Here’s a rough summary of February’s London MathsJam. There seemed to be some loose themes, but sadly no pancakes (it was on Shrove Tuesday). Peter Rowlett briefly visited, but left before most people turned up and the action started (the official MathsJam start time of 7pm is also the start of off-peak travel on the tube, so people tend to arrive later). We had about ten people in all, down from thirty-odd at January’s, when we took over the whole upstairs of the pub. There’s been a good mix of people in various walks of life, though most (but not all) had (or are doing) maths or computer science degrees: but everyone likes puzzles and games. This isn’t a full round-up: people sometimes split off into smaller groups, so it’s hard to keep track of everything, and there’s lots of chit-chat along the way that I haven’t documented.
♥ Someone autobiographically wondered what the chances of having two fire alarms in a day is.
♣ People were concerned when I brought out this noughts and crosses tiling puzzle (Think Tac Toe from this puzzle series), worrying at first it might be a physical copy of game itself:
The only solution anyone found wasn’t one of the four given on the back of the box:
Though it seems an unlikely to occur in a real game, it is a valid game position, so the solution is valid.
♣ Because noughts and crosses was universally unloved, we suggested replacements: Sim was explained, and 3D tic-tac-toe was played (on a 4×4×4 grid).
◊ Can you fit five rectangles together to form a square, where the rectangle side-lengths are each of the whole numbers 1 to 10? How many ways are there?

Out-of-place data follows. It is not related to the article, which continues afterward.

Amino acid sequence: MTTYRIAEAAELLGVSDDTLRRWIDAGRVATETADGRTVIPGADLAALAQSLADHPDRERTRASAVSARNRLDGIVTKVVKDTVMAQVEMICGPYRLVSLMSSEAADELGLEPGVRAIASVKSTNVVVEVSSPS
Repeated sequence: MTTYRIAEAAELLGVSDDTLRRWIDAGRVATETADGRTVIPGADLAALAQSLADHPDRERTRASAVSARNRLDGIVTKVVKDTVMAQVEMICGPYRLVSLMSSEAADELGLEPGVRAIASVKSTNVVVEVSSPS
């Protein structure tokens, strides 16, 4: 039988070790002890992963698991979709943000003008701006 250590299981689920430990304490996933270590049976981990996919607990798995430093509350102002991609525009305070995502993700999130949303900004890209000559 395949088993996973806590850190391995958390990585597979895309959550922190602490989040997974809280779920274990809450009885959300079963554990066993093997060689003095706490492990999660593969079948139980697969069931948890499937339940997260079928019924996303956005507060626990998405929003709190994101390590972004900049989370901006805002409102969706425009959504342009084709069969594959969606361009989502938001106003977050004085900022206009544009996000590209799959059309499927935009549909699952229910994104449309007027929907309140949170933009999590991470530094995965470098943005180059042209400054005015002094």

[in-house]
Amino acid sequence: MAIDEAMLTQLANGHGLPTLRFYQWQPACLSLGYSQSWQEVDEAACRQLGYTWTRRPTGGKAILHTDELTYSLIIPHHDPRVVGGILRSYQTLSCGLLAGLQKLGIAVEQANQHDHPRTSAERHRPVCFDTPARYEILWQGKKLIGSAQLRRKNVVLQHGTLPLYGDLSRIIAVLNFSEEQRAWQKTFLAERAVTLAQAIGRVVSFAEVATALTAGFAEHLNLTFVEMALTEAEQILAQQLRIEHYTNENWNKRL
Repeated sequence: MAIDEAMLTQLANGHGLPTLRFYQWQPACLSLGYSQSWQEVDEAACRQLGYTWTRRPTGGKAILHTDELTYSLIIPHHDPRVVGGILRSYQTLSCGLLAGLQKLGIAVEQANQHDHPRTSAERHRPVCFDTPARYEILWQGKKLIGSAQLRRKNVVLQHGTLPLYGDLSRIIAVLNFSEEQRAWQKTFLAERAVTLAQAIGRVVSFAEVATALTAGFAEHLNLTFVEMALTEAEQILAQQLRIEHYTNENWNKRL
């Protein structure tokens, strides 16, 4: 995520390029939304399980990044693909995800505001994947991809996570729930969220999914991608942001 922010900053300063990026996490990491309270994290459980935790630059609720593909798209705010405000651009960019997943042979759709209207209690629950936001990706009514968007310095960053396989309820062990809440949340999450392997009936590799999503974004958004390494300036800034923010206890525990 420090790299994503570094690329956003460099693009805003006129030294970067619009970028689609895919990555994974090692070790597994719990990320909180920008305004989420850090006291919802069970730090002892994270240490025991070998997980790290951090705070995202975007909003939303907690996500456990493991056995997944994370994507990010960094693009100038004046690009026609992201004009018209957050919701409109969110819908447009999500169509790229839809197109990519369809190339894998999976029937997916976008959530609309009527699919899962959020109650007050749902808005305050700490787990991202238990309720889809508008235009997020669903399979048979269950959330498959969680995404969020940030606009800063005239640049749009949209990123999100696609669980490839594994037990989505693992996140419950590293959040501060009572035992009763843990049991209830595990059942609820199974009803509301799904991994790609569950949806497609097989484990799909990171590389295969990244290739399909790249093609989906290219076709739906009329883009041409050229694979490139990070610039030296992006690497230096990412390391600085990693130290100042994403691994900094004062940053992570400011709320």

♦ Can you fit all twelve pentominoes, and an additional 2×2 square into: an 8×8 square; or into a 4×16 rectangle. We didn’t have time to try this one, or have any pentominoes handy.
◊ A coin puzzle (I heard a long time ago from a family friend):
Get five coins, three of one type, two of another (preferably circular, and of noticeably different sizes). The aim, starting from this alternating set-up:
is to get collect the coins of each type together, but all still touching, exactly as below:
The only available move, is to slide a pair of adjacent, but different, coins (using two fingers) to the other side of a row. The pair jumps these other coins: it starts touching them on one side, and ends touching on the other. You aren’t allowed to swap the order of the pair of coins, and no pushing or shunting any other coins. The only gaps you should create are those where a pair of coins has left.
You should be able to get to the goal in exactly five moves. It can be surprisingly frustrating, but once you get the solution, you should be able to do it quick enough to show people exactly how to do it without giving them the answer: this can make it more frustrating.
Around the table, there was a general coin levy, but some people still had to use coloured dice. I think they may have been these non-transitive dice.
◊ We had a game with a row of 10 coins of various values, and the two players took turns to pocket one of the coins from either end. After they’re all gone, the winner, as in much of life, was the person who gained the most money. The challenge was to find a general winning-strategy. An extension to three players was considered. You can find a solution and short analysis here.